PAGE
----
If you’ve used any operating system, you are familiar with links or files pointing to the location of other files or directories.
In Linux, these files are known as Symbolic Links or SymLink for short. These links direct users to a specific file or directory on the local system or a linked file system on a different system. If you’re coming from a Windows background, you know symbolic links in Linux as shortcuts.
This article covers the basics of symbolic links in Linux, how you can create and remove them, and the important things you need to know when working with these links.
Let’s start with the types of symbolic links.
Types of Symbolic Links in Linux
Symbolic links in Linux come in the following two categories.
Soft links are files or links that point to other files and directories located on the local system and other linked file systems. Essentially, these links act as hyperlinks to the file system on a Linux filesystem. Note that these links point to files and do not contain the contents of the files.
When working with soft links, you should remember that:
- Soft links cease to work if the original file gets deleted (or becomes unavailable for any reason).
- Soft links can point to files and directories located on other linked file systems.
- Deleting a soft link doesn’t ensure the deletion of the target file.
A hard link also refers to a file on the local system. However, unlike soft links, these links often mirror information about the target file. This means a hard link essentially makes a copy of the file so that even if the target files become unavailable, you can still access the contents through the hard link. When working with hard links, remember:
- Hard links only work with files and cannot point to directories.
- Hard links still work if the target file is relocated
- Hard links can be created or referred to in the same file systems.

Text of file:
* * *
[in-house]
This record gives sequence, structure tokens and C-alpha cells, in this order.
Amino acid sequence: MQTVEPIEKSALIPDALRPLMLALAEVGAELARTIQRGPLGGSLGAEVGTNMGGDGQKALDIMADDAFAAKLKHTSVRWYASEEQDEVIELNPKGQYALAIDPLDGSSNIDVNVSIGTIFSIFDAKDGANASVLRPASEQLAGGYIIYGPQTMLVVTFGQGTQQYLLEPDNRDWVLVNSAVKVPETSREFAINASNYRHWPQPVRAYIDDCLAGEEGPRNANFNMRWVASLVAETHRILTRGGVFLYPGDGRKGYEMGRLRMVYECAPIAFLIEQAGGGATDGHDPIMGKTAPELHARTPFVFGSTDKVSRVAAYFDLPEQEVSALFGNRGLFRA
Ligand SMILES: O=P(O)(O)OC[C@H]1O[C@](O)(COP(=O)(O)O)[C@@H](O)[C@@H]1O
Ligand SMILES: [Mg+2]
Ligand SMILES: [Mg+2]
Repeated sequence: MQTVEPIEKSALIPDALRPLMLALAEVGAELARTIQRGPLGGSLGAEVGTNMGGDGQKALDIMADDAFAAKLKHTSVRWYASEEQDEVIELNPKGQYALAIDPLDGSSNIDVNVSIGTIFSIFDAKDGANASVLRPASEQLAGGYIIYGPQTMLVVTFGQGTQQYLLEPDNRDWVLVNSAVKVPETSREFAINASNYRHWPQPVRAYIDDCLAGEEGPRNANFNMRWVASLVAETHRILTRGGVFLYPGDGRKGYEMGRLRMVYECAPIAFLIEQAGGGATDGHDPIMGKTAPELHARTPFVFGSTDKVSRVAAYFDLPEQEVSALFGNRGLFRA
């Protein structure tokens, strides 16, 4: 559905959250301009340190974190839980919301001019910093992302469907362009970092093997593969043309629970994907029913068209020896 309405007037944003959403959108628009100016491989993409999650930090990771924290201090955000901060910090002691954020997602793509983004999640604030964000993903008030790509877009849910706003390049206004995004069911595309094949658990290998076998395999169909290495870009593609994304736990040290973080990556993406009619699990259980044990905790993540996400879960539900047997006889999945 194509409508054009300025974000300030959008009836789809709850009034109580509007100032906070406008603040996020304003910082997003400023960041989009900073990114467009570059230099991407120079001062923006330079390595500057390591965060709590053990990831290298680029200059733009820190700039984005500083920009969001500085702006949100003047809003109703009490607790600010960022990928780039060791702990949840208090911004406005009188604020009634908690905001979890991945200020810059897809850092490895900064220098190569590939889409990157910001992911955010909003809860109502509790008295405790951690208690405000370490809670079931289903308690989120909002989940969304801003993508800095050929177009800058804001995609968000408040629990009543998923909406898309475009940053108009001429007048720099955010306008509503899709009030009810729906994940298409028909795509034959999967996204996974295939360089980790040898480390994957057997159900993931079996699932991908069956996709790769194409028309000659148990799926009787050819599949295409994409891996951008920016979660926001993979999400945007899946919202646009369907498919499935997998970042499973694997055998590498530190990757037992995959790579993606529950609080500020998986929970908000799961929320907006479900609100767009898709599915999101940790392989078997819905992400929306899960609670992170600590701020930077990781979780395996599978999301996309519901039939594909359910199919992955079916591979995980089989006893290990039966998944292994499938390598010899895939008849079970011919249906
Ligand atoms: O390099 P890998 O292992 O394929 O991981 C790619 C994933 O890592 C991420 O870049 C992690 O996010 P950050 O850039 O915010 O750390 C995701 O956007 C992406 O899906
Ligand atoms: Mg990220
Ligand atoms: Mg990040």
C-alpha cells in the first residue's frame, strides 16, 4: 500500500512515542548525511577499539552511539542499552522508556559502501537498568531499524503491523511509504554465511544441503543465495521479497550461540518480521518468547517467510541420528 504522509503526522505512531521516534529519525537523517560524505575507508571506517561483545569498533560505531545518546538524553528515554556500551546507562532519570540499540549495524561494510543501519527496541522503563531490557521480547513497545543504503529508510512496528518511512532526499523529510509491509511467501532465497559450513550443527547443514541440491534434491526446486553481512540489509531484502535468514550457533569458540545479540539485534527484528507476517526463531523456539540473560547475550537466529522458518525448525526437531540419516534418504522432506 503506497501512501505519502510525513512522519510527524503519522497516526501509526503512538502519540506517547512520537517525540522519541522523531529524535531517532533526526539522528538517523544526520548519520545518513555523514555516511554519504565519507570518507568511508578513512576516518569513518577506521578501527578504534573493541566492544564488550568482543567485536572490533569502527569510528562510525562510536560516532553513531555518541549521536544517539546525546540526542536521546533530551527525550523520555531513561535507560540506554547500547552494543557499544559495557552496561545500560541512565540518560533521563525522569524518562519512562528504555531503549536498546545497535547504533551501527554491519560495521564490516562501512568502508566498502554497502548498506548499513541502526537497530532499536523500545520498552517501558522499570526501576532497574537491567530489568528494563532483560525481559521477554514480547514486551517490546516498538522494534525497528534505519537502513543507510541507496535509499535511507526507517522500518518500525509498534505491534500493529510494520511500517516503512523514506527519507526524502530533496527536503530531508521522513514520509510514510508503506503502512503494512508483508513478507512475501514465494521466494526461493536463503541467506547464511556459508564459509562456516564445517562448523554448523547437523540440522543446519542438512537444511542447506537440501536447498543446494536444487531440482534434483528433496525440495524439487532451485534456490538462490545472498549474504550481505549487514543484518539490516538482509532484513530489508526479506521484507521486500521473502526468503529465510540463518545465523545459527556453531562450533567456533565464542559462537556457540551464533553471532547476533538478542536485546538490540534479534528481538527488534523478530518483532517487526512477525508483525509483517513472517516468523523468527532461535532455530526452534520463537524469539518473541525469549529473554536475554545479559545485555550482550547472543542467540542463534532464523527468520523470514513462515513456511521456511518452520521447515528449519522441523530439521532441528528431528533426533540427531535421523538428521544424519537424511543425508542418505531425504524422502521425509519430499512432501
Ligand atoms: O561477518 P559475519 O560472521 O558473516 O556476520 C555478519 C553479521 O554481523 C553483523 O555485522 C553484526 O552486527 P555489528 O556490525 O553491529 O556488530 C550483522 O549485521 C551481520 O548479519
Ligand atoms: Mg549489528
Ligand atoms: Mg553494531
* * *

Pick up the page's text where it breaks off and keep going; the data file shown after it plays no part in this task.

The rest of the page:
Now that you clearly understand symbolic links in Linux, it is time to dive into the technicalities of creating and removing symbolic links.
Working With Symbolic Links in Linux
When working with symbolic links, it’s important to note that they can be substituted for target files in commands. This means if you have a symbolic link, you don’t have to worry about referring to the actual location of the file.
How to Create a Symbolic Link in Linux
Linux offers the link (ln) command for creating symbolic links. The typical syntax of the command is:
ln -s <path to the target file or directory> <the path of the symbolic link>
Note that without the -s flag, the ln command creates hard links (the command’s default behaviour).
How to Create a Symbolic Link to a File
You must provide the path to the target file to the ln command.
# ln -s /home/imp/RS_test.txt rs.txt
After the successful execution of the command, you can use rs.txt to refer to the original file,
How to Create a Symbolic Link to a Directory
To create a symbolic link to a folder, you can use the ln command with the -s flag.
#ln -s test/newRSdir/ newRSdir
Now you can use newRSdir to refer to the folder /test/newRSdir/.
How to Remove a Symbolic Link in Linux
Deleting the symbolic link is a simple method of decoupling the target file and the name of the symbolic link so that Linux no longer sees the symbolic link pointing to the target file. For this, we’ll use the unlink command.
# unlink <path-to-symbolic link>
Now that the symbolic link has been unlinked, we can safely remove it with the rm command, just like any other file on the system.
# rm <path-to-symbolic link>
Important Things To Remember About Symbolic Links
You know what symbolic links are and how you can create and remove them from the system. Now it’s time to discuss some essential points you need to know when working with these links.
Changes In The Link Are Reflected In The Target
Since you can access the target file via the symbolic link, any changes you make to the link file will be reflected in the original. For instance, anytime you access the link file, the original file’s timestamp is updated to show the latest access time through the link.
You Need To Follow The Link To Find Out Where It Leads
Since the name of the symbolic link doesn’t give any indication, it’s very difficult to guess whether the target is a file or a directory. We highly recommend checking the target before using the link to avoid confusion and errors.
Links Have Full 777 Permission (But That Doesn’t Matter!)
Note that access to a file works based on the permission flags of the file. This means that even if a symbolic link has 777 permission (any user can access the link), your ability to view and modify the target’s contents depends upon the target’s permission. So if you don’t have direct access to a target file, you can’t use the symbolic link to access the file.
You Can Daisy-Chain Symbolic Links
While you can point a link to a link to a link to a file, we highly recommend you avoid this chained symbolic link. It could quickly get confusing, and a broken link in the chain could throw up unanticipated errors.
Symbolic links, found in Linux and UNIX systems, provide a convenient way to access files or folders that are difficult to reach. With practice, one can develop an intuitive understanding of how they work, leading to improved efficiency in managing file systems.